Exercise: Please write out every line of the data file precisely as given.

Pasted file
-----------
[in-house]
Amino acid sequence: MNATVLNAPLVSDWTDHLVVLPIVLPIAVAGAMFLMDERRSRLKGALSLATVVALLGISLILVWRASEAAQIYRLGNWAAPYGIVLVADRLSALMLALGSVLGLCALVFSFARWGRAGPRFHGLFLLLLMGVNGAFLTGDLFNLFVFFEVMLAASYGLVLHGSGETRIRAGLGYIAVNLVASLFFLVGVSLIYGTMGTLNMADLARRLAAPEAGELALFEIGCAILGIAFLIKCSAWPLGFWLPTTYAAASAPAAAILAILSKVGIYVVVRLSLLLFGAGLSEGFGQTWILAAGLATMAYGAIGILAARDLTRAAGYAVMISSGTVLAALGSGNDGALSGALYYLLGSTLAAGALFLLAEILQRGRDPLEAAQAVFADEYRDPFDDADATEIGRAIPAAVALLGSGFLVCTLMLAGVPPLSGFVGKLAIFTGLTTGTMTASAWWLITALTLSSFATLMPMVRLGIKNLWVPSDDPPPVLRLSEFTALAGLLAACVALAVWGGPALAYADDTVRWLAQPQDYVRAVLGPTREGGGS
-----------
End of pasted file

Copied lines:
[in-house]
Amino acid sequence: MNATVLNAPLVSDWTDHLVVLPIVLPIAVAGAMFLMDERRSRLKGALSLATVVALLGISLILVWRASEAAQIYRLGNWAAPYGIVLVADRLSALMLALGSVLGLCALVFSFARWGRAGPRFHGLFLLLLMGVNGAFLTGDLFNLFVFFEVMLAASYGLVLHGSGETRIRAGLGYIAVNLVASLFFLVGVSLIYGTMGTLNMADLARRLAAPEAGELALFEIGCAILGIAFLIKCSAWPLGFWLPTTYAAASAPAAAILAILSKVGIYVVVRLSLLLFGAGLSEGFGQTWILAAGLATMAYGAIGILAARDLTRAAGYAVMISSGTVLAALGSGNDGALSGALYYLLGSTLAAGALFLLAEILQRGRDPLEAAQAVFADEYRDPFDDADATEIGRAIPAAVALLGSGFLVCTLMLAGVPPLSGFVGKLAIFTGLTTGTMTASAWWLITALTLSSFATLMPMVRLGIKNLWVPSDDPPPVLRLSEFTALAGLLAACVALAVWGGPALAYADDTVRWLAQPQDYVRAVLGPTREGGGS